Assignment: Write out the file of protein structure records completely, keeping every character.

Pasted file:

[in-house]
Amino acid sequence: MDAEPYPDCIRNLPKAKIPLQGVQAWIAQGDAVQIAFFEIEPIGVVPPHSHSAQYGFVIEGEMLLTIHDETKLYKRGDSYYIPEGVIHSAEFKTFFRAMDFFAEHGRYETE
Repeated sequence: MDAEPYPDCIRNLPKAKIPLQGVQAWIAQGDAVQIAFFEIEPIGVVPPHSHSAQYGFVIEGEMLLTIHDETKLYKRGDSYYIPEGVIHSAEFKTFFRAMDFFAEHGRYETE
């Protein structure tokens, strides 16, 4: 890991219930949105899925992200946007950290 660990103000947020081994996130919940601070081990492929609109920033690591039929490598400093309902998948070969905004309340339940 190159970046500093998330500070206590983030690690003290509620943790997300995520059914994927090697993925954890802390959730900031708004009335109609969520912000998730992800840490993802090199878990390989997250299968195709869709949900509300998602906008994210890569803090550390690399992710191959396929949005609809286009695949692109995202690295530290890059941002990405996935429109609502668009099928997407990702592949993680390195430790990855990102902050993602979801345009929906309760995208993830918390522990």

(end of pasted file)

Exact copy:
[in-house]
Amino acid sequence: MDAEPYPDCIRNLPKAKIPLQGVQAWIAQGDAVQIAFFEIEPIGVVPPHSHSAQYGFVIEGEMLLTIHDETKLYKRGDSYYIPEGVIHSAEFKTFFRAMDFFAEHGRYETE
Repeated sequence: MDAEPYPDCIRNLPKAKIPLQGVQAWIAQGDAVQIAFFEIEPIGVVPPHSHSAQYGFVIEGEMLLTIHDETKLYKRGDSYYIPEGVIHSAEFKTFFRAMDFFAEHGRYETE
């Protein structure tokens, strides 16, 4: 890991219930949105899925992200946007950290 660990103000947020081994996130919940601070081990492929609109920033690591039929490598400093309902998948070969905004309340339940 190159970046500093998330500070206590983030690690003290509620943790997300995520059914994927090697993925954890802390959730900031708004009335109609969520912000998730992800840490993802090199878990390989997250299968195709869709949900509300998602906008994210890569803090550390690399992710191959396929949005609809286009695949692109995202690295530290890059941002990405996935429109609502668009099928997407990702592949993680390195430790990855990102902050993602979801345009929906309760995208993830918390522990």